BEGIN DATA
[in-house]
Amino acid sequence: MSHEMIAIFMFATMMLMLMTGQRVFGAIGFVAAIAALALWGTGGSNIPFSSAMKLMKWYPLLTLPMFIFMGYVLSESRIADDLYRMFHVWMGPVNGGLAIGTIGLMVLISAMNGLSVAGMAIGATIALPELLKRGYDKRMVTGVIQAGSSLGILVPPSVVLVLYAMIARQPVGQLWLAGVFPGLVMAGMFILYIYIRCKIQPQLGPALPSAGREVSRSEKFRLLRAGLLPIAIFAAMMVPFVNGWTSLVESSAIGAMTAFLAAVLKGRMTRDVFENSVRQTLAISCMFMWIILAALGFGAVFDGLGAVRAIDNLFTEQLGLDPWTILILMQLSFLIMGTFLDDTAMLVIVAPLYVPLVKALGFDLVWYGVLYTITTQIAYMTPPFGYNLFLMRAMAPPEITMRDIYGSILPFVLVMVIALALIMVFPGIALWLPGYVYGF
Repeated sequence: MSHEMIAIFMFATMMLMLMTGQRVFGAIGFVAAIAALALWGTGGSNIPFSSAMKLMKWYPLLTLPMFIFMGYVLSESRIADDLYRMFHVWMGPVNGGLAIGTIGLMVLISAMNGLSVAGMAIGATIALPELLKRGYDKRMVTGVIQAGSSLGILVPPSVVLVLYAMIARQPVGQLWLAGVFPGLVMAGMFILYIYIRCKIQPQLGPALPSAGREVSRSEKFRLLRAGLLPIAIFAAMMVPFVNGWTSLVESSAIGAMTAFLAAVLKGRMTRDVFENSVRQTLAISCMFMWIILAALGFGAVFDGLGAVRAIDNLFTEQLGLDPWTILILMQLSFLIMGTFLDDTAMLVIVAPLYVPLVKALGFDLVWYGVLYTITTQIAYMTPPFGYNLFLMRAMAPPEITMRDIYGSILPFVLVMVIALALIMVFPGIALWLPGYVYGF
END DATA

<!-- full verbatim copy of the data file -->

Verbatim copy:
[in-house]
Amino acid sequence: MSHEMIAIFMFATMMLMLMTGQRVFGAIGFVAAIAALALWGTGGSNIPFSSAMKLMKWYPLLTLPMFIFMGYVLSESRIADDLYRMFHVWMGPVNGGLAIGTIGLMVLISAMNGLSVAGMAIGATIALPELLKRGYDKRMVTGVIQAGSSLGILVPPSVVLVLYAMIARQPVGQLWLAGVFPGLVMAGMFILYIYIRCKIQPQLGPALPSAGREVSRSEKFRLLRAGLLPIAIFAAMMVPFVNGWTSLVESSAIGAMTAFLAAVLKGRMTRDVFENSVRQTLAISCMFMWIILAALGFGAVFDGLGAVRAIDNLFTEQLGLDPWTILILMQLSFLIMGTFLDDTAMLVIVAPLYVPLVKALGFDLVWYGVLYTITTQIAYMTPPFGYNLFLMRAMAPPEITMRDIYGSILPFVLVMVIALALIMVFPGIALWLPGYVYGF
Repeated sequence: MSHEMIAIFMFATMMLMLMTGQRVFGAIGFVAAIAALALWGTGGSNIPFSSAMKLMKWYPLLTLPMFIFMGYVLSESRIADDLYRMFHVWMGPVNGGLAIGTIGLMVLISAMNGLSVAGMAIGATIALPELLKRGYDKRMVTGVIQAGSSLGILVPPSVVLVLYAMIARQPVGQLWLAGVFPGLVMAGMFILYIYIRCKIQPQLGPALPSAGREVSRSEKFRLLRAGLLPIAIFAAMMVPFVNGWTSLVESSAIGAMTAFLAAVLKGRMTRDVFENSVRQTLAISCMFMWIILAALGFGAVFDGLGAVRAIDNLFTEQLGLDPWTILILMQLSFLIMGTFLDDTAMLVIVAPLYVPLVKALGFDLVWYGVLYTITTQIAYMTPPFGYNLFLMRAMAPPEITMRDIYGSILPFVLVMVIALALIMVFPGIALWLPGYVYGF